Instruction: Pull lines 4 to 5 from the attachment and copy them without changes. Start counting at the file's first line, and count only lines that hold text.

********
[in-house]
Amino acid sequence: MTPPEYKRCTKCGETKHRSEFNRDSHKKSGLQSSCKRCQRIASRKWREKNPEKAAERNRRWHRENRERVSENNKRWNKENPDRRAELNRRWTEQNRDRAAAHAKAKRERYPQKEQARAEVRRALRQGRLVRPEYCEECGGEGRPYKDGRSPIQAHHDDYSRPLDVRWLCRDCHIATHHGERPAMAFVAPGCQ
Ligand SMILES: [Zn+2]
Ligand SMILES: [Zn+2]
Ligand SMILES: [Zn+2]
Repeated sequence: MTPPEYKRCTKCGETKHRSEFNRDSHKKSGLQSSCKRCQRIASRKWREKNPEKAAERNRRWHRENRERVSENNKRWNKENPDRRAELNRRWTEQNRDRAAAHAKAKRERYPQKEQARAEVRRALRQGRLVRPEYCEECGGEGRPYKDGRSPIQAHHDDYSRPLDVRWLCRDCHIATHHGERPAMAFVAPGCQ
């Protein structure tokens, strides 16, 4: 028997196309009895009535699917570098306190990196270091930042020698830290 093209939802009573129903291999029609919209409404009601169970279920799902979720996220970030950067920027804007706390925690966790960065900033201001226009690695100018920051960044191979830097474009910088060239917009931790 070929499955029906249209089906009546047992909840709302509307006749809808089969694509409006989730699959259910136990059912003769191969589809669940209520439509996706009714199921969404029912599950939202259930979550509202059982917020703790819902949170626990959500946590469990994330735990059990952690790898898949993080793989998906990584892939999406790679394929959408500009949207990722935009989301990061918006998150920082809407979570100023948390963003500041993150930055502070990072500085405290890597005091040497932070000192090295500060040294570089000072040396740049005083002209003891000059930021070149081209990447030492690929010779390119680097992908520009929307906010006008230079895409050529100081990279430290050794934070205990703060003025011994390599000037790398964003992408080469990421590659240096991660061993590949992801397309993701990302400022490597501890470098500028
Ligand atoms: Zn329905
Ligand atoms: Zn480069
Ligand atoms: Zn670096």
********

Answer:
Ligand SMILES: [Zn+2]
Ligand SMILES: [Zn+2]